After the current Norwegian Government took power in 2013, there were continuous parliamentary debates regarding municipal and regional reforms. A municipal and regional reform bill was subsequently passed by the Norwegian parliament in 2014. It initiated a process, currently voluntary, where municipalities and regions seek alliances with neighbours. At the same time, the Government is reviewing the organization of functions and responsibilities between the different administrative levels. The last municipal and regional reforms in Norway took place more than 50 years ago. Since then, greater responsibility has been given to the 428 municipalities and 18 counties. This has challenged their ability to deliver sound welfare services and to manage urban/rural challenges (read more about this in Nordregio News, September 2015). In 2014, the Ministry of Local Government and Modernisation appointed an expert commission to propose criteria for the reform and to provide recommendations. They made recommendations regarding the ideal population sizes for municipalities to ensure service quality, and a recommendation that municipal structures should be more aligned with functional development areas.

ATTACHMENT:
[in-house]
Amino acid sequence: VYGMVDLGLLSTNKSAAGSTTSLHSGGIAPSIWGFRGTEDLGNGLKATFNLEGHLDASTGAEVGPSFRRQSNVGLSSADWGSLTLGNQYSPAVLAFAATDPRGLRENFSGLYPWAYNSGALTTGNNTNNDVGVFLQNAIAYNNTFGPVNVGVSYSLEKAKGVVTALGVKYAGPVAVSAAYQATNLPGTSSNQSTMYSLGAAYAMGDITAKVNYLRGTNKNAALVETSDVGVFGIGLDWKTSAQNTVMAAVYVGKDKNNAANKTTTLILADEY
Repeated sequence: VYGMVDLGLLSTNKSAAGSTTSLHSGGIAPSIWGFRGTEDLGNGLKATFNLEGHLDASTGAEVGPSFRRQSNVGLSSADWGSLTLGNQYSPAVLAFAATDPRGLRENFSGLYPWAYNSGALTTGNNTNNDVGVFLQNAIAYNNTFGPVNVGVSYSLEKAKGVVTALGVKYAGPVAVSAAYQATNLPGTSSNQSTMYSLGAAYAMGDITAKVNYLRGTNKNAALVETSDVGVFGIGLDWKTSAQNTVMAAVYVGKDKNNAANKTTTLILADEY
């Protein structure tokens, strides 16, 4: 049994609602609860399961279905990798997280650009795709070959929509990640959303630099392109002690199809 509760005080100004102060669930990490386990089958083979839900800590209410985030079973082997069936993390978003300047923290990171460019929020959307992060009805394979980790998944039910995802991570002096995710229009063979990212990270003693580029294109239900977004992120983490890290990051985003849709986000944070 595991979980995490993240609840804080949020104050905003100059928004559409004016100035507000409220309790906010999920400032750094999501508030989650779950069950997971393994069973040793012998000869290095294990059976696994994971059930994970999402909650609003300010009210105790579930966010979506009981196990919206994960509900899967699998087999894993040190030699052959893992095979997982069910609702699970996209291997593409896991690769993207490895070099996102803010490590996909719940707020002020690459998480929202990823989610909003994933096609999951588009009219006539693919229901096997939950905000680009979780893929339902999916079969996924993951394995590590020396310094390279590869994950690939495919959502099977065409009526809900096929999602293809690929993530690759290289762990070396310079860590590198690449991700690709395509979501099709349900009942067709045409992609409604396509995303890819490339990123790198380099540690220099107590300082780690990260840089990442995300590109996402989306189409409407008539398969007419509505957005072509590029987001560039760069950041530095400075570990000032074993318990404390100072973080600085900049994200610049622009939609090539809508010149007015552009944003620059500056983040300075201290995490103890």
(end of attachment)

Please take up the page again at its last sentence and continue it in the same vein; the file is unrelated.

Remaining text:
The Government presented their proposal of a new regional structure in April 2016. The proposal includes new tasks and responsibilities for the regions, along with geographical restructuring halving the number of regions from 19 to 10. The rationale behind the proposal is to strengthen the regions as functional units and to provide more coherent housing and labour market areas.

The reform road map indicates that regional decisions on county mergers are expected in 2016 and that municipal and regional mergers should be done mutually. The Government’s ambition is to take parliamentary decisions on both the municipal and regional reforms during spring 2017, followed by election of new municipalities and new regions in autumn 2019. The reforms can then be implemented from 2020 (read more in Nordregio News, September 2015).